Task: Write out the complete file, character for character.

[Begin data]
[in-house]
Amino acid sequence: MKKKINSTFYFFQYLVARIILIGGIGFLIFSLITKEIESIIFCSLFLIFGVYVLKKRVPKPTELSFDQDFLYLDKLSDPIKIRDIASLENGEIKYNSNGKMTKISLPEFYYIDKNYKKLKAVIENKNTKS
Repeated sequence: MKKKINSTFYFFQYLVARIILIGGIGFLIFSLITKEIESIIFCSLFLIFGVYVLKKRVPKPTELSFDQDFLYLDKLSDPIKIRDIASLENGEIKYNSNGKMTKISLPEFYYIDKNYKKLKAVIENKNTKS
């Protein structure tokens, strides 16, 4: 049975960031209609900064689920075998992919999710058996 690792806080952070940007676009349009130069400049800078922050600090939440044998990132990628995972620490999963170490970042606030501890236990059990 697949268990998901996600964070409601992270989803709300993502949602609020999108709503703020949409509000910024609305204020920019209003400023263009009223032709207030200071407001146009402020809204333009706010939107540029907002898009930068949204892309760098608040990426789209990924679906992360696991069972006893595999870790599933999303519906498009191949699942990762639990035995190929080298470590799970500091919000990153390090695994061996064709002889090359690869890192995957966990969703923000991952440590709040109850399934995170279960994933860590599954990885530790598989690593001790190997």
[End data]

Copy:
[in-house]
Amino acid sequence: MKKKINSTFYFFQYLVARIILIGGIGFLIFSLITKEIESIIFCSLFLIFGVYVLKKRVPKPTELSFDQDFLYLDKLSDPIKIRDIASLENGEIKYNSNGKMTKISLPEFYYIDKNYKKLKAVIENKNTKS
Repeated sequence: MKKKINSTFYFFQYLVARIILIGGIGFLIFSLITKEIESIIFCSLFLIFGVYVLKKRVPKPTELSFDQDFLYLDKLSDPIKIRDIASLENGEIKYNSNGKMTKISLPEFYYIDKNYKKLKAVIENKNTKS
């Protein structure tokens, strides 16, 4: 049975960031209609900064689920075998992919999710058996 690792806080952070940007676009349009130069400049800078922050600090939440044998990132990628995972620490999963170490970042606030501890236990059990 697949268990998901996600964070409601992270989803709300993502949602609020999108709503703020949409509000910024609305204020920019209003400023263009009223032709207030200071407001146009402020809204333009706010939107540029907002898009930068949204892309760098608040990426789209990924679906992360696991069972006893595999870790599933999303519906498009191949699942990762639990035995190929080298470590799970500091919000990153390090695994061996064709002889090359690869890192995957966990969703923000991952440590709040109850399934995170279960994933860590599954990885530790598989690593001790190997």